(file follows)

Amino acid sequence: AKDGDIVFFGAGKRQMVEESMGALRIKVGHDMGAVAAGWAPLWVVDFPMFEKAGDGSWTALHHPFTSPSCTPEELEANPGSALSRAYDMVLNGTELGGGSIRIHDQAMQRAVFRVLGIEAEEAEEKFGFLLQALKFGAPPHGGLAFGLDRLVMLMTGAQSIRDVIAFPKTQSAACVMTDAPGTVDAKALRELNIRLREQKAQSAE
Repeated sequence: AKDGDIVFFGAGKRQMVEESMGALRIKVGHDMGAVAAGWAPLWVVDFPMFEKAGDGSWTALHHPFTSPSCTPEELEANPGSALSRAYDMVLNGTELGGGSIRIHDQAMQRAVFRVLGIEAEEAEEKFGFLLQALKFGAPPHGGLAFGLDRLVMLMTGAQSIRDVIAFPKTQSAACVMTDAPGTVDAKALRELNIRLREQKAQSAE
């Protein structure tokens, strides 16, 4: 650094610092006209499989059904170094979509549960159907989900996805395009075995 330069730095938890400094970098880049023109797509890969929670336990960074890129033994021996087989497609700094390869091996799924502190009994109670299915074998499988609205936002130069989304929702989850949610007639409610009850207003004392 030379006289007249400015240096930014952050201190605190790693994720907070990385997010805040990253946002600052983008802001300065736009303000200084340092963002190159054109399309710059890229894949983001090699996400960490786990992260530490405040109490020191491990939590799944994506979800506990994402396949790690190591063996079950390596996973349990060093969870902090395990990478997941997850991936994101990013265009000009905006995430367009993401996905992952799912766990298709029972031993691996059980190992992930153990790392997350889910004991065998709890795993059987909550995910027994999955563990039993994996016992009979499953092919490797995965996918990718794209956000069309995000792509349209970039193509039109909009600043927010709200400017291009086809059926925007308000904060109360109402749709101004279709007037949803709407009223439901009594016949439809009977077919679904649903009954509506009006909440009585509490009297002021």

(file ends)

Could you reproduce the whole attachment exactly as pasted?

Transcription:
Amino acid sequence: AKDGDIVFFGAGKRQMVEESMGALRIKVGHDMGAVAAGWAPLWVVDFPMFEKAGDGSWTALHHPFTSPSCTPEELEANPGSALSRAYDMVLNGTELGGGSIRIHDQAMQRAVFRVLGIEAEEAEEKFGFLLQALKFGAPPHGGLAFGLDRLVMLMTGAQSIRDVIAFPKTQSAACVMTDAPGTVDAKALRELNIRLREQKAQSAE
Repeated sequence: AKDGDIVFFGAGKRQMVEESMGALRIKVGHDMGAVAAGWAPLWVVDFPMFEKAGDGSWTALHHPFTSPSCTPEELEANPGSALSRAYDMVLNGTELGGGSIRIHDQAMQRAVFRVLGIEAEEAEEKFGFLLQALKFGAPPHGGLAFGLDRLVMLMTGAQSIRDVIAFPKTQSAACVMTDAPGTVDAKALRELNIRLREQKAQSAE
């Protein structure tokens, strides 16, 4: 650094610092006209499989059904170094979509549960159907989900996805395009075995 330069730095938890400094970098880049023109797509890969929670336990960074890129033994021996087989497609700094390869091996799924502190009994109670299915074998499988609205936002130069989304929702989850949610007639409610009850207003004392 030379006289007249400015240096930014952050201190605190790693994720907070990385997010805040990253946002600052983008802001300065736009303000200084340092963002190159054109399309710059890229894949983001090699996400960490786990992260530490405040109490020191491990939590799944994506979800506990994402396949790690190591063996079950390596996973349990060093969870902090395990990478997941997850991936994101990013265009000009905006995430367009993401996905992952799912766990298709029972031993691996059980190992992930153990790392997350889910004991065998709890795993059987909550995910027994999955563990039993994996016992009979499953092919490797995965996918990718794209956000069309995000792509349209970039193509039109909009600043927010709200400017291009086809059926925007308000904060109360109402749709101004279709007037949803709407009223439901009594016949439809009977077919679904649903009954509506009006909440009585509490009297002021």